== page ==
Documents released today by Judicial Watch show the Department of Justice colluding with the Internal Revenue Service to cook up criminal prosecutions of targeted non-profit conservative groups.
The newly obtained records include an official “DOJ Recap” report detailing an October 2010 meeting between Lois Lerner, DOJ officials and the FBI. The documents also reveal that the Obama DOJ wanted IRS employees who were going to testify to Congress to turn over documents to the DOJ before giving them to Congress.
Records also detail how the Obama IRS gave the FBI 21 computer disks, containing 1.25 million pages of confidential IRS returns from 113,000 nonprofit social 501(c)(4) welfare groups – or nearly every 501(c)(4) in the United States – as part of its prosecution effort. According to a letter from then-House Oversight Committee Chairman Darrell Issa (R-CA) to IRS Commissioner John Koskinen, “This revelation likely means that the IRS – including possibly Lois Lerner – violated federal tax law by transmitting this information to the Justice Department.”
The documents were produced subsequent to court orders in two Judicial Watch Freedom of Information Act (FOIA) lawsuits: Judicial Watch v. Internal Revenue Service (No. 1:14-cv-1956) and Judicial Watch v. Department of Justice (No. 1:14-cv-1239).
“These new documents show that the Obama IRS scandal is also an Obama DOJ and FBI scandal,” said Judicial Watch President Tom Fitton. “The FBI and Justice Department worked with Lois Lerner and the IRS to concoct some reason to put President Obama’s opponents in jail before his reelection. And this abuse resulted in the FBI’s illegally obtaining confidential taxpayer information. How can the Justice Department and FBI investigate the very scandal in which they are implicated?”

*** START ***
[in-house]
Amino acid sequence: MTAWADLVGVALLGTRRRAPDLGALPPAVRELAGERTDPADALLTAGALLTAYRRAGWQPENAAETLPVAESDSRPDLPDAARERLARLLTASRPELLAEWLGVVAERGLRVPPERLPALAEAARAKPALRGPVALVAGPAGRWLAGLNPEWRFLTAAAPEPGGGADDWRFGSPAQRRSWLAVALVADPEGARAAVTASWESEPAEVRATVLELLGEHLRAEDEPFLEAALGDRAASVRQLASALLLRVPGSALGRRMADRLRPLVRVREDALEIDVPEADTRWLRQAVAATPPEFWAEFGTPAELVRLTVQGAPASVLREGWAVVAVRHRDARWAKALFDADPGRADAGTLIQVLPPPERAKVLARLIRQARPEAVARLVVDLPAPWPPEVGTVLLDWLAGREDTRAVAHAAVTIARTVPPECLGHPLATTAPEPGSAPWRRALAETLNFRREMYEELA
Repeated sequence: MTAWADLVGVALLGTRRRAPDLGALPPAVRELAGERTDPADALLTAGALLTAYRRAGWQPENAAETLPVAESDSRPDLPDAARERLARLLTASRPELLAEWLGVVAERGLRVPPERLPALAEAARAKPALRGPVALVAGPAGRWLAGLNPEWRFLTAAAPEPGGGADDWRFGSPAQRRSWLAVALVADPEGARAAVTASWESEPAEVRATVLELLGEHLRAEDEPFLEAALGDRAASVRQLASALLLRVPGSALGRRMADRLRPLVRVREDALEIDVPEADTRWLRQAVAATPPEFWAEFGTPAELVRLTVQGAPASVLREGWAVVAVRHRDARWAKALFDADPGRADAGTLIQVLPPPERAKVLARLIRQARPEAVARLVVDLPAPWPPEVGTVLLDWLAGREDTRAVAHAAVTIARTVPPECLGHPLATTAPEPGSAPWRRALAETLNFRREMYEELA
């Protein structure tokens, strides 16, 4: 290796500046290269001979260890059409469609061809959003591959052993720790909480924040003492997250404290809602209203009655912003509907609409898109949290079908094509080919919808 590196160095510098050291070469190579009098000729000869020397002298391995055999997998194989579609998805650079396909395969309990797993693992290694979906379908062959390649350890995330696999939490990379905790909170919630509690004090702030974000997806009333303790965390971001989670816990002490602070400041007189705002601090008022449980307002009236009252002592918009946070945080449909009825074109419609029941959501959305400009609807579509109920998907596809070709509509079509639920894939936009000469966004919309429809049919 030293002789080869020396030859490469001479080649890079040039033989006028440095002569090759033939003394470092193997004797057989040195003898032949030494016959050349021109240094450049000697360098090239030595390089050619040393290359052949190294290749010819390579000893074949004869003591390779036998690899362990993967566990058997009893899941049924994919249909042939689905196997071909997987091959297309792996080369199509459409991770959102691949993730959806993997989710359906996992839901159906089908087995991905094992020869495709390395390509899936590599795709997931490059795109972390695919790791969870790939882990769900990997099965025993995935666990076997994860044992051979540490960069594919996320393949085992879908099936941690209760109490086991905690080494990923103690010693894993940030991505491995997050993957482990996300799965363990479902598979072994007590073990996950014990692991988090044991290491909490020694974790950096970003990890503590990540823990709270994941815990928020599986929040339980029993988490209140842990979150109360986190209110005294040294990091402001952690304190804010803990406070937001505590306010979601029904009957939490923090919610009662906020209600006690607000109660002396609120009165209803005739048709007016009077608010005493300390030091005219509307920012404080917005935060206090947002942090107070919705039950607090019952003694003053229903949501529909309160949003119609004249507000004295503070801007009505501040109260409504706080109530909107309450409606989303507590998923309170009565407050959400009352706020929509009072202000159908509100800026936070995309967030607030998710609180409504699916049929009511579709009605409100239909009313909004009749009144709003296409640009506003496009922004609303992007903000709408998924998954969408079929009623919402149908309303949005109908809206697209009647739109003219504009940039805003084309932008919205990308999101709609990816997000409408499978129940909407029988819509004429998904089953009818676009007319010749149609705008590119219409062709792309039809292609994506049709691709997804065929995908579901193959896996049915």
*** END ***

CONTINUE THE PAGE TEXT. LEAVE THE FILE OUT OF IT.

In January of 2014, Senator Ted Cruz sent a letter to Attorney General Eric Holder asking for the Justice Department to appoint a special prosecutor to look into actions by the tax-collecting agency.
In a letter dated March 10, the Justice Department rejected the request, saying that a special counsel is typically appointed when “an investigation or prosecution by the DOJ presents a conflict of interest, or in other extraordinary circumstances, such that the public interest would be served by such an appointment.”
The letter, signed by principal deputy assistant attorney general Peter Kadzik, said that the request was denied because “a conflict of interest did not exist.”
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